But other things also took place. 

One night, in the midst of all of this, a man plowed into our cars, totaling both of them. The man, clearly in a drugged stupor, staggered to my porch. He pulled out a cigarette and asked for a light. When I told him that I didn't have matches or a lighter, he broke the cigarette in half and tossed it aside. Suddenly, he remembered something and went back to his car, which sat there, headlights still blazing like Marty McFly's stranded DeLorean in Back to the Future. When the guy returned to the porch, he was holding a handgun. When I saw that, I prayed even more earnestly that the police would soon arrive!

In this same period, I had a heart attack. My cardiologist has told me more than once, "I can't explain why you had a heart attack and I don't know why you survived the heart attack you had."

At about the same time, our house and the church were broken into on seven occasions. 

There were other out-of-the-ordinary things that happened to us in this period. When Ann told an in-town Christian friend about all that had happened, the friend said, “The devil clearly doesn’t want you here.” 

I’m convinced of this: Our lives and our capacity to fight the good fight of faith were sustained not by us or by our tenacity, but by the intervention of God that was invited into our lives and the life of the congregation by the prayers in Jesus’ name of the faithful disciples in Saint Matthew Lutheran Church and others. And I will always be grateful.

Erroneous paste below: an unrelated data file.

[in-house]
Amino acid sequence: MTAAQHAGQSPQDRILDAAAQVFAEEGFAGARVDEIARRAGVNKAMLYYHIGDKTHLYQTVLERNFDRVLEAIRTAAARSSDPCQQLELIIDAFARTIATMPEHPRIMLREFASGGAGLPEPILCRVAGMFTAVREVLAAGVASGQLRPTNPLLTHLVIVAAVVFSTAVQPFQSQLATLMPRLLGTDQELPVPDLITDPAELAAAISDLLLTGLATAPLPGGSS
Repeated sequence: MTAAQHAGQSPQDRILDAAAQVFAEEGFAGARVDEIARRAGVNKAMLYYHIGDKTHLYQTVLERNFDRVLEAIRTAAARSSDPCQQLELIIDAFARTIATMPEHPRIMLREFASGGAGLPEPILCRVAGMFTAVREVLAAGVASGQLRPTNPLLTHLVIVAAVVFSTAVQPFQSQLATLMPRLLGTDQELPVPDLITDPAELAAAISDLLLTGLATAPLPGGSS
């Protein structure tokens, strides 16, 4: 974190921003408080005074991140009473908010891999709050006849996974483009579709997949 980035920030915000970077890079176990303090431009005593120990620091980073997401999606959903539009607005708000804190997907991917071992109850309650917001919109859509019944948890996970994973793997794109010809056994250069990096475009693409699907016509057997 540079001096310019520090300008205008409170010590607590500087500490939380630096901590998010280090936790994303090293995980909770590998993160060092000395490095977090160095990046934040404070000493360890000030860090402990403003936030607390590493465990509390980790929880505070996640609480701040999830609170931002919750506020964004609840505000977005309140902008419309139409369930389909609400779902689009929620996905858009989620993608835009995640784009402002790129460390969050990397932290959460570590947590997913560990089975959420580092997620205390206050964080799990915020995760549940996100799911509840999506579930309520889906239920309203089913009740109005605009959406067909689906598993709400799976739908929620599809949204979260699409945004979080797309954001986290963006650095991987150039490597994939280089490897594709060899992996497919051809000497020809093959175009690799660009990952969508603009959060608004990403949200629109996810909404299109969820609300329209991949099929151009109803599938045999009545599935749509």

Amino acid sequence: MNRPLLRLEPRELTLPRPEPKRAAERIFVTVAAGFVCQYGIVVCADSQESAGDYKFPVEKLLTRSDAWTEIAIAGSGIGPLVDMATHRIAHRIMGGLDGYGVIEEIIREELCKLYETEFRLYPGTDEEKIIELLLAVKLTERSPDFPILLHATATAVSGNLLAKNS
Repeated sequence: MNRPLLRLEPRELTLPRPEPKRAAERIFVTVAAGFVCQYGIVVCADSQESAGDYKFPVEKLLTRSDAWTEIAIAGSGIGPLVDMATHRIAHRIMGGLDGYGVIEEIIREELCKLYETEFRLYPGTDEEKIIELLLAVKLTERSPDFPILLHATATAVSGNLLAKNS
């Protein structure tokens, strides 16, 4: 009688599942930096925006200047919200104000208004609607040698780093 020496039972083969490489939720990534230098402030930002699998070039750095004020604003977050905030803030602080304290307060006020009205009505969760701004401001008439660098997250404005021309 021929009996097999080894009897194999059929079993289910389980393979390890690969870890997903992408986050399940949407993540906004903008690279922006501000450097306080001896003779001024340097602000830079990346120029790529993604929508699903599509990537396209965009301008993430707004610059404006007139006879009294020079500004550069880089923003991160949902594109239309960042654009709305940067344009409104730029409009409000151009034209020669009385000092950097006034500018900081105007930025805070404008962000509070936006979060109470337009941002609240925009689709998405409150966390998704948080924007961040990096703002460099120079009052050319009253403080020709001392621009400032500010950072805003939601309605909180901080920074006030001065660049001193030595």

Today, we turn our consideration to the Biblical theme raised by author Thom Rainer in the fourth chapter of his book, I Am a Church Member. This chapter culminates in the suggested pledge, “I will pray for my church leaders.” 

On the face of it, the notion of leadership in Christ’s Church may seem oxymoronic. After all, aren’t we called to humble submission to Christ? Yes, we are. 

But Jesus and the New Testament writers frequently speak about leaders in Christ’s Church, the special responsibilities they have, and the need for others in the Church to support them and pray for them. In Romans 12, the apostle Paul lists leadership as one of seven primary spiritual gifts by which the life of the Church is empowered to live faithfully and to fulfill its mission of making disciples. If your gift is leadership, Paul says, then do it diligently. (Romans 12:8)

But, let's be clear: Leadership is not dictatorship! There is no room in the Church for pastors who strive to control everything. Such pastors forget that it is Christ Who is the Lord of the Church. And they forget too, that Christ, the greatest leader who ever walked the earth, relied, not on coercion or power plays but on the Holy Spirit to carry His message of new life through faith in Him into the hearts and wills of people.